Gig Review: PASTOR / HIGH REEPER, 16.05.2019

Blog, Gig Review

»Shiver and Shake«

Vienna’s Kramladen should on May 16th host two bands that, even if they call opposite sides of the globe their homes, are joined in spirit.

On Voodoo Magic

Seventies riffs, hard rhythms and a strong recognition value: That’s PASTOR. What do you immediately notice? A heavy portion of Black Sabbath. But how could that be any different, given that PASTOR introduce themselves as a group influenced greatly by »your dad’s record collection – if he was actively listening from 1968 to 1978«. The band moves around proto metal, heavy and psych rock.

The four-piece, consisting of Arik (vocals, guitar), Shardik (guitar), Georg (bass) and Alex (drums) hits the full venue’s stage at 9.15 p.m. with just as much energy as they would leave again an hour later. What’s striking about PASTOR shows is that the audience is really hitting it off every time. This seems to be a given constant.

In the course of their set, PASTOR perform, among others, the songs »Voodoo«,
»Moving On« and »Evoke« – the title track of the album released in August 2015. It was recorded within five days and without a click track, »because let’s be honest, life won’t play to a steady beat either«. It’s exactly this roughness that’s also to be found in Arik’s voice that marks PASTOR. Roughness, in that sense, doesn’t mean amateurishness – the band members do not only play their instruments professionally, they also have a sense for musical dynamics.

This becomes clear when, for example, the vocals shift from punchy-croaky to melodious-smooth passages without drifting into disharmony. Or, when the music turns into a waterfall – with a steady upbuild at first, acceleration, escalation and ultimate swansong, like in »Chaos Age Rising«. Or also with regard to the band’s impressive rhythm section: Drummer Alex knows exactly when enough is enough, and won’t even take it that far, while bassist Georg won’t lose his elegance even during the wildest of passages. He is, by the way, guitarist for Mothers of the Land, a band I strongly recommend and which you can read more on here.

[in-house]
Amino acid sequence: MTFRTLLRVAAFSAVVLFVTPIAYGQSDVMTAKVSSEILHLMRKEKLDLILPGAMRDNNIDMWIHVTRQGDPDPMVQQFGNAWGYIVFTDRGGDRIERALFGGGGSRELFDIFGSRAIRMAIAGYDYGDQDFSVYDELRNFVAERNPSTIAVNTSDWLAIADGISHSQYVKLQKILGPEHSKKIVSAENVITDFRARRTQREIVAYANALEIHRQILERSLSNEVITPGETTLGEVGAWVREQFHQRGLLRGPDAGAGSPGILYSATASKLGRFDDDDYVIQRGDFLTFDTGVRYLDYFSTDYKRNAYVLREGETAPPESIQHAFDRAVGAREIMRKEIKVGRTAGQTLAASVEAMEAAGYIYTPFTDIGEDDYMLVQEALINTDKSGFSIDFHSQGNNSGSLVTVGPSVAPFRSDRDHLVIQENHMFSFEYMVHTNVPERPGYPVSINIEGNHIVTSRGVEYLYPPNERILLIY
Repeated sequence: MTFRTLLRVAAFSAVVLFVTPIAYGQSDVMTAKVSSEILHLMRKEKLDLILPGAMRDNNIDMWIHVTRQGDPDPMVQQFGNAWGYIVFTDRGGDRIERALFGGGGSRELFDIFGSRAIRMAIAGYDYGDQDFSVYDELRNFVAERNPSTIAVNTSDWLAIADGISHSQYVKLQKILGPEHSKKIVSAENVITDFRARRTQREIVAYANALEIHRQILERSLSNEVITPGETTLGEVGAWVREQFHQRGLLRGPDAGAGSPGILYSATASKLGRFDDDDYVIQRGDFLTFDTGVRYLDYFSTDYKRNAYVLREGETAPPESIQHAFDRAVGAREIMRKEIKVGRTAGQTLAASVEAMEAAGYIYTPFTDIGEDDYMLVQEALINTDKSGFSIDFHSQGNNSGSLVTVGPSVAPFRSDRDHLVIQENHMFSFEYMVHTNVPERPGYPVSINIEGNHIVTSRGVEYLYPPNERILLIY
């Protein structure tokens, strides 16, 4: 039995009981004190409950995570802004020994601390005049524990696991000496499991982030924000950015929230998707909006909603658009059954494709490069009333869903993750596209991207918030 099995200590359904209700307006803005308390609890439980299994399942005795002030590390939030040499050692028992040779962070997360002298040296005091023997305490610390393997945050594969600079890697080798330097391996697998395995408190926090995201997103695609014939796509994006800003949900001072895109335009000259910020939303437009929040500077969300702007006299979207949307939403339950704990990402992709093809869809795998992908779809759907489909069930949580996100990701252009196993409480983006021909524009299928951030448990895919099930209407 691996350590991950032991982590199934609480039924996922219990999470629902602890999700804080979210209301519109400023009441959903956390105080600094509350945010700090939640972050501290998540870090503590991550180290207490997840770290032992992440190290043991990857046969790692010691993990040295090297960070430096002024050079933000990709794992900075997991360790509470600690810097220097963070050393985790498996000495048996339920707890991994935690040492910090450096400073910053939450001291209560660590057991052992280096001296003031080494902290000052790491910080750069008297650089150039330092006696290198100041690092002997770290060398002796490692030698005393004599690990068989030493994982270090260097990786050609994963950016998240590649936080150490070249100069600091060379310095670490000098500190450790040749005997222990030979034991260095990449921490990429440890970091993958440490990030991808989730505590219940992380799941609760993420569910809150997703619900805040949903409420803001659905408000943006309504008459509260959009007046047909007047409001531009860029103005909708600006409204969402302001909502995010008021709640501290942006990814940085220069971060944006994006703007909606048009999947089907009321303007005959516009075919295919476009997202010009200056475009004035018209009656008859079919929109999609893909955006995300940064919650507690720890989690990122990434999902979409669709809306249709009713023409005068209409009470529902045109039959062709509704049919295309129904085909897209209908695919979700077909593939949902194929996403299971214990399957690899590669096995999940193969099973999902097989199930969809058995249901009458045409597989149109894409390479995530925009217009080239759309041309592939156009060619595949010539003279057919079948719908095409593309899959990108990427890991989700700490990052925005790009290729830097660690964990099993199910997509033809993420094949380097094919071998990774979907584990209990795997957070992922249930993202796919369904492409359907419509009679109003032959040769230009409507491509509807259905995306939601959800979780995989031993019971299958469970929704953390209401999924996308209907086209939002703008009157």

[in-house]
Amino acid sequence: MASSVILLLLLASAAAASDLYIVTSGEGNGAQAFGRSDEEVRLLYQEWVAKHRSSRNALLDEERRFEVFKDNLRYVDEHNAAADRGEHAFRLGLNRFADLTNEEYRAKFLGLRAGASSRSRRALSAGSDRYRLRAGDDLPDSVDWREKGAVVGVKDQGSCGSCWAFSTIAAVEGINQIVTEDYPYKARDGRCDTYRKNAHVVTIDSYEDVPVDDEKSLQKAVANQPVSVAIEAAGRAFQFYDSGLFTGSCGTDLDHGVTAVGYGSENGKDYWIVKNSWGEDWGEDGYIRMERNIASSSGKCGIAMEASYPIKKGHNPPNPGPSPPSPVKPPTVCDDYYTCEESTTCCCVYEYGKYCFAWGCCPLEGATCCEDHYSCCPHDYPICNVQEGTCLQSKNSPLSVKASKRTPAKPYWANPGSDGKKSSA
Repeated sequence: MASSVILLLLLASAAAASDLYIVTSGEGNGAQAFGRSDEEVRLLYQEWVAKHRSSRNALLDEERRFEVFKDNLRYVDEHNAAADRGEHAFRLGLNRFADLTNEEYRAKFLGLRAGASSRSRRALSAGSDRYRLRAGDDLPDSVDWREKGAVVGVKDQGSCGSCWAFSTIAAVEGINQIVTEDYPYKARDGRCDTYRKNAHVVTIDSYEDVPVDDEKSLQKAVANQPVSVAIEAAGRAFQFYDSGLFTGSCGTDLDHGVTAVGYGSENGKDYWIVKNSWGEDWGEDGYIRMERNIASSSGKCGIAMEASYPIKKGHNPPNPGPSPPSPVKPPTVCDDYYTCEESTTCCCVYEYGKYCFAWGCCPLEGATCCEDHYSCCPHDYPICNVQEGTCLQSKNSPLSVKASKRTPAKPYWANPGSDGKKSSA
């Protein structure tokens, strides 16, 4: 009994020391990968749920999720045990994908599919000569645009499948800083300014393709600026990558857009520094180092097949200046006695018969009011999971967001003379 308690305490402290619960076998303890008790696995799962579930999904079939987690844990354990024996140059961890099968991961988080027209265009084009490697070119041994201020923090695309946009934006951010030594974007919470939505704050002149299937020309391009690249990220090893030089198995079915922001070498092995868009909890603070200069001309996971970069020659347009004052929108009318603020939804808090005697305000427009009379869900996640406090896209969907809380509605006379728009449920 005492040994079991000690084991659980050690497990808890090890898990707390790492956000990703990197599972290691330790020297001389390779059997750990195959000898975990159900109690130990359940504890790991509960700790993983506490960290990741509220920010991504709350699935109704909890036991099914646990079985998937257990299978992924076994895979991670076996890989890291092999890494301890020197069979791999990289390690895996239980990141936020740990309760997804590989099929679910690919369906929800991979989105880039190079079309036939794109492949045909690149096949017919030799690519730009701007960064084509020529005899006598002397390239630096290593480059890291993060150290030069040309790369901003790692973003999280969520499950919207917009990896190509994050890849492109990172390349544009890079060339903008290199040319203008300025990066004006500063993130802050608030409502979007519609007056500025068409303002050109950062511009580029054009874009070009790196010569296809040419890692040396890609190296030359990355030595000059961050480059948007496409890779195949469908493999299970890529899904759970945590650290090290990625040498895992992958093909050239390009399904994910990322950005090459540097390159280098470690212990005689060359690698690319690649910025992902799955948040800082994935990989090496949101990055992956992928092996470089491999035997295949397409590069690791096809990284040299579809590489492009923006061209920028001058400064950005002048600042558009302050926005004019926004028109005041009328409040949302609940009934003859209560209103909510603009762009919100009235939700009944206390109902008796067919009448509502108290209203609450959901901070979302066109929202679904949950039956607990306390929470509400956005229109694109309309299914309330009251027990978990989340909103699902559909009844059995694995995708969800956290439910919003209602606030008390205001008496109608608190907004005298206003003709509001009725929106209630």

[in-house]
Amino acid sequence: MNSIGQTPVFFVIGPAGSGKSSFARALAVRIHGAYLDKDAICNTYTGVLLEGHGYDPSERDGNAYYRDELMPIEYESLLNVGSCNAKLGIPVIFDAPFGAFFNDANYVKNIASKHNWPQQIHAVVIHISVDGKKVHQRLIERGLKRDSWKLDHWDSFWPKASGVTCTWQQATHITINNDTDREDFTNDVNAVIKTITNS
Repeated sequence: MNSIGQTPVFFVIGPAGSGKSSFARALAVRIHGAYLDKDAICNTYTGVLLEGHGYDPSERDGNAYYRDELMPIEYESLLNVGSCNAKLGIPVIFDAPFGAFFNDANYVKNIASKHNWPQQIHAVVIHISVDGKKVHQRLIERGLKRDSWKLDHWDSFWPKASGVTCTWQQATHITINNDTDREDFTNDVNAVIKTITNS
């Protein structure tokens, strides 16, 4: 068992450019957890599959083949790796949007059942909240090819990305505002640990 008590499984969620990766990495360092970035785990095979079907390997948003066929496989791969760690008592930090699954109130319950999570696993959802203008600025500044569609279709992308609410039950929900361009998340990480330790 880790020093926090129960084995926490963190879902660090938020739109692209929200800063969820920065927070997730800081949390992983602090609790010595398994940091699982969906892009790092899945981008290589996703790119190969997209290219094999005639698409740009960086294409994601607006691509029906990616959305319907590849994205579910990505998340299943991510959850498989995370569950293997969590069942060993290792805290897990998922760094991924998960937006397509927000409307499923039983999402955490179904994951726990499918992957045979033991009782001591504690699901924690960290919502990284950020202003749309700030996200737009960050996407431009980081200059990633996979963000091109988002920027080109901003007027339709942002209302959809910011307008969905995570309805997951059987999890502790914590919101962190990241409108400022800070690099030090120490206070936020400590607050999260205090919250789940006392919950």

No, not everything is perfect about PASTOR. Sometimes they miss their starts (»Sorry, fucked that up!«) and some parts lose effect due to excessive repetition. But being perfect is obviously not something the band wants to achieve. At the end of the day, PASTOR parties just as hard as their audience, who, at the end of the show, stamp the floor demanding an encore.

On the Grim Reaper

An hour after PASTOR started their set, the US-American group HIGH REEPER from Philadelphia marches onto the stage. »It’s our first time here…this
fucking rocks!«, is how singer Zach Thomas greets the crowd. Compared to the previous band, these lads definitely have a more defined sound. According to their own statement, they make stoner rock and doom metal and, to me, sound a fair bit more modern. This is not a judgement, just an observation. The combination of both bands in one night, however, feels very coherent.

Shane Trimble is strong on bass, the vocals serve a whole lot of techniques, the band is wholly present on stage and has lively gesticulation. Justin Di Pinto’s snare drum sounds crisp, and the alteration of various tempi works well, even though HIGH REEPER are touring »for 31 fucking days« and starting to feel »delusional«. The only thing that feels a bit dry is that the band repeatedly uses the same »spooky« interval  – the tritone. Thematically this sure makes sense, but on the long run it does get a little tiring.

Maybe the crowd seems restrained to the lads. Guitarists Andrew Price and Pat Daly are probably just thinking »tough crowd« while they’re playing – even, if they’d never let you notice. But after some time, the arguably non-representative sample of Vienna’s underground members that have gathered here tonight warms up. There’s even some members of Liquid Earth around, a band on which you can read more here. Latest at song number 8, »Reeper Deadly Reeper«, it’s clear for somebody from the crowd that »you’re fucking gods!« Still, some people grab their jackets and leave before the show is over. Is that because it’s a Thursday? Possibly. But the frontman thanks the audience accordingly for it: »You don’t know how much this means to us, 5.000 miles away from home, on a Thursday night, and this happens!«

The new album »Higher Reeper,« however, was released this March on Heavy Psych Sounds Records. Checking it out is a good idea, because after all: »We wanna see you headbang, Vienna!«

Author: Robin Frank

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Gig Review: Thulsa Doom / Spidergawd, 22.03.2019

Blog, Gig Review